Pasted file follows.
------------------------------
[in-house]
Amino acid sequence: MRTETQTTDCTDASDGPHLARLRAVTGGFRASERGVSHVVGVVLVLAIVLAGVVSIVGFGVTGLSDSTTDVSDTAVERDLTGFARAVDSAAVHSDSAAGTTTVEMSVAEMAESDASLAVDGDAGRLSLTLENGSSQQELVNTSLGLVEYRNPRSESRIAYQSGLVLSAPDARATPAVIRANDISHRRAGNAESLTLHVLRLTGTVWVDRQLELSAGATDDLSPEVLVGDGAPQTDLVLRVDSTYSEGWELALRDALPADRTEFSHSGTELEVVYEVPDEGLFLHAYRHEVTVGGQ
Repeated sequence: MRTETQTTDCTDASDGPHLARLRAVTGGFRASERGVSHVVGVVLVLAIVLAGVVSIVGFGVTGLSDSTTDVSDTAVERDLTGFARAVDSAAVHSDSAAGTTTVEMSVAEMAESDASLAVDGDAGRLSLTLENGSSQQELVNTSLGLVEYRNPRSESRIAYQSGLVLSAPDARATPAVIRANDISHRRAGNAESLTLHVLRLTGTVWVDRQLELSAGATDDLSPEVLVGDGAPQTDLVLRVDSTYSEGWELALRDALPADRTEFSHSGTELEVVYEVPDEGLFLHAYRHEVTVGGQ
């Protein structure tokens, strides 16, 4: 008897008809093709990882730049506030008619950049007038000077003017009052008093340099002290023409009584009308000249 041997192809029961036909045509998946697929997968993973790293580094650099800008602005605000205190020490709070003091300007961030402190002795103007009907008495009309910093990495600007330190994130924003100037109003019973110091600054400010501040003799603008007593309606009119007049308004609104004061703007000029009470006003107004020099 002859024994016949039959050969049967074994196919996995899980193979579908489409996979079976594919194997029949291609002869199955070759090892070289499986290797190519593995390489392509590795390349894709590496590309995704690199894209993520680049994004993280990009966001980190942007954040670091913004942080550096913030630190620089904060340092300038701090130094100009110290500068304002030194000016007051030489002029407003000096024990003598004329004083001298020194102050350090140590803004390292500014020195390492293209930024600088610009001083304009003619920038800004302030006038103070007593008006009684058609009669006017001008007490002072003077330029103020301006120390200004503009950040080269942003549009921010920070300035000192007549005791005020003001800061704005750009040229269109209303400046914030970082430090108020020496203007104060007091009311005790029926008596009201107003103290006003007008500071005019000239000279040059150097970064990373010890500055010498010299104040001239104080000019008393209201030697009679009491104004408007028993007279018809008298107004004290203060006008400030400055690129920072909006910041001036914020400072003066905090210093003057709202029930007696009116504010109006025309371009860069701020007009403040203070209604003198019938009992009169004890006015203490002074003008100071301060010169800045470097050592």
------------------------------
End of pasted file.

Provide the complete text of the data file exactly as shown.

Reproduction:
[in-house]
Amino acid sequence: MRTETQTTDCTDASDGPHLARLRAVTGGFRASERGVSHVVGVVLVLAIVLAGVVSIVGFGVTGLSDSTTDVSDTAVERDLTGFARAVDSAAVHSDSAAGTTTVEMSVAEMAESDASLAVDGDAGRLSLTLENGSSQQELVNTSLGLVEYRNPRSESRIAYQSGLVLSAPDARATPAVIRANDISHRRAGNAESLTLHVLRLTGTVWVDRQLELSAGATDDLSPEVLVGDGAPQTDLVLRVDSTYSEGWELALRDALPADRTEFSHSGTELEVVYEVPDEGLFLHAYRHEVTVGGQ
Repeated sequence: MRTETQTTDCTDASDGPHLARLRAVTGGFRASERGVSHVVGVVLVLAIVLAGVVSIVGFGVTGLSDSTTDVSDTAVERDLTGFARAVDSAAVHSDSAAGTTTVEMSVAEMAESDASLAVDGDAGRLSLTLENGSSQQELVNTSLGLVEYRNPRSESRIAYQSGLVLSAPDARATPAVIRANDISHRRAGNAESLTLHVLRLTGTVWVDRQLELSAGATDDLSPEVLVGDGAPQTDLVLRVDSTYSEGWELALRDALPADRTEFSHSGTELEVVYEVPDEGLFLHAYRHEVTVGGQ
């Protein structure tokens, strides 16, 4: 008897008809093709990882730049506030008619950049007038000077003017009052008093340099002290023409009584009308000249 041997192809029961036909045509998946697929997968993973790293580094650099800008602005605000205190020490709070003091300007961030402190002795103007009907008495009309910093990495600007330190994130924003100037109003019973110091600054400010501040003799603008007593309606009119007049308004609104004061703007000029009470006003107004020099 002859024994016949039959050969049967074994196919996995899980193979579908489409996979079976594919194997029949291609002869199955070759090892070289499986290797190519593995390489392509590795390349894709590496590309995704690199894209993520680049994004993280990009966001980190942007954040670091913004942080550096913030630190620089904060340092300038701090130094100009110290500068304002030194000016007051030489002029407003000096024990003598004329004083001298020194102050350090140590803004390292500014020195390492293209930024600088610009001083304009003619920038800004302030006038103070007593008006009684058609009669006017001008007490002072003077330029103020301006120390200004503009950040080269942003549009921010920070300035000192007549005791005020003001800061704005750009040229269109209303400046914030970082430090108020020496203007104060007091009311005790029926008596009201107003103290006003007008500071005019000239000279040059150097970064990373010890500055010498010299104040001239104080000019008393209201030697009679009491104004408007028993007279018809008298107004004290203060006008400030400055690129920072909006910041001036914020400072003066905090210093003057709202029930007696009116504010109006025309371009860069701020007009403040203070209604003198019938009992009169004890006015203490002074003008100071301060010169800045470097050592």